FDA Bans Store Sales of Flavored E-Cigarettes — Critics say, NOT ENOUGH!
The Food and Drug Administration (FDA) has taken the much-needed step of banning the sale of flavored e-cigarettes in retail stores. The move could prevent a new generation of youths from getting hooked on nicotine. Why? Because the electronic-inhalation devices come in as many sweet combinations as Jelly Bellys and have lured children to smoke.
FDA Commissioner Dr. Scott Gottlieb said the devices now must be sold in stores with age restrictions and that stores now must card anyone who buys them.
“The data show that kids using e-cigarettes are going to be more likely to try combustible cigarettes later,” Dr. Gottlieb said in a statement. “This is a large pool of future risk. The policies I’m outlining now strives to strike a careful public health balance between our imperative to enable the opportunities to transition to non-combustible products to be available for adults; and our solemn mandate to make nicotine products less accessible and less appealing to children.”
The data to which he is referring are shocking but not surprising given how vape shops advertise and market their goods. A Morbidity and Mortality Weekly Report issued by the Centers for Disease Control and Prevention found that e-cigarette use among high-school students increased to 20.8 percent in 2018 from 1.5 percent in 2011, meaning one in five ninth- through 12th-graders vape. During 2017-18 alone, usage jumped 78 percent. The news is less horrifying at the middle-school level, where one in 20 sixth- through eighth-graders vape. Again, during 2017-18 alone, usage jumped 48 percent. The grand total of youths firing up: 3.6 million.
“These new data show that America faces an epidemic of youth e-cigarette use, which threatens to engulf a new generation in nicotine addiction,” Alex Azar, secretary of the Department of Health & Human Services (HHS), said in a press release. “By one measure, the rate of youth e-cigarette use almost doubled in the last year, which confirms the need for FDA’s ongoing policy proposals and enforcement actions.”
All agencies involved are trying to balance the fine line between youth addiction and adult addiction, as e-cigarettes are a means of helping adult smokers curb their cravings and eventually kick the habit. For that reason, menthol- and mint-flavored e-cigarettes will not be part of the ban. But regardless of the fine line, the bottom line is that youth vaping is on the rise – dramatically. Bloomberg says the FDA needs to take an even stricter stance.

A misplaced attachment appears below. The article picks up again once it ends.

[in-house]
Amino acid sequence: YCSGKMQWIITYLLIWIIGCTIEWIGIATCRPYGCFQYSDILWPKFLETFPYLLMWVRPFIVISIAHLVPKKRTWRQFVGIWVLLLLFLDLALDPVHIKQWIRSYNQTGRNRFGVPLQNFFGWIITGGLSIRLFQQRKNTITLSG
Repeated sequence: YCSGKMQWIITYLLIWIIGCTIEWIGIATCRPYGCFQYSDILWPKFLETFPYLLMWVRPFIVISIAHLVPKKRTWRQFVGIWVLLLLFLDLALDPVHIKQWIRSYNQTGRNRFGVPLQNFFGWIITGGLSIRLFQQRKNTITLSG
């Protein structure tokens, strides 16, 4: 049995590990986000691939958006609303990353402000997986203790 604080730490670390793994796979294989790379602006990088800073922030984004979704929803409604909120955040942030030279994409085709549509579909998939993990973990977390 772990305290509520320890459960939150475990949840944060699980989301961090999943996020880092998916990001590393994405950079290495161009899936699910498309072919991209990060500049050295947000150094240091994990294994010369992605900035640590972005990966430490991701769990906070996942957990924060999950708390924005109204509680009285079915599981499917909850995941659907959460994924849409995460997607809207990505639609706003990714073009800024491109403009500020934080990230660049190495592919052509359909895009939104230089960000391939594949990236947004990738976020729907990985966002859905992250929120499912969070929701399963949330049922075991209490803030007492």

“It plans to ban the sale of candy-flavored e-cigarettes in stores (or parts of stores) that are not “age-restricted” – but that’s an ill-defined distinction hard to enforce, so sales could continue in many convenience stores,” reads an opinion piece. “Online sales would still be permitted. And there’d be no restriction on where menthol- and mint-flavored e-cigarettes can be sold.”
Dr. Colleen Kraft, president of the American Academy of Pediatrics, neither minced words.
“Tobacco is a major threat to children’s health, no matter the form it takes,” Dr. Kraft said in a statement. “The American Academy of Pediatrics commends the Food and Drug Administration (FDA) for taking new actions to help protect children from tobacco products and urges the agency to do more to stop the growing public health crisis of e-cigarette use among youth.
“FDA action to prohibit menthol cigarettes and flavored cigars, proven starter products for young people, will save thousands of today’s children from death and disease due to smoking,” she continued. “But just as flavored cigarettes appeal to children and teens, so do flavored e-cigarettes. FDA can and must do more to protect children and teens from these dangerous products.
“New data released today confirm what pediatricians have long been warning: e-cigarettes are threatening to addict a generation of young people to nicotine,” she added. “Not only are we seeing a staggering increase in the number of high schoolers who use e-cigarettes, we’re seeing that more and more of them have moved beyond experimentation and are using e-cigarettes almost daily. This should be a call to action for FDA to take immediate, meaningful steps to stop this trend.
“Even with new sales restrictions announced today by FDA preventing flavored e-cigarettes from being sold at certain brick and mortar storefronts, teens will still find ways to access them,” she concluded. “E-cigarette products that appeal to children have no business in the marketplace, period. FDA must take stronger action to protect young people. Pediatricians will not rest until these dangerous products are off the market and out of the hands of children and adolescents.”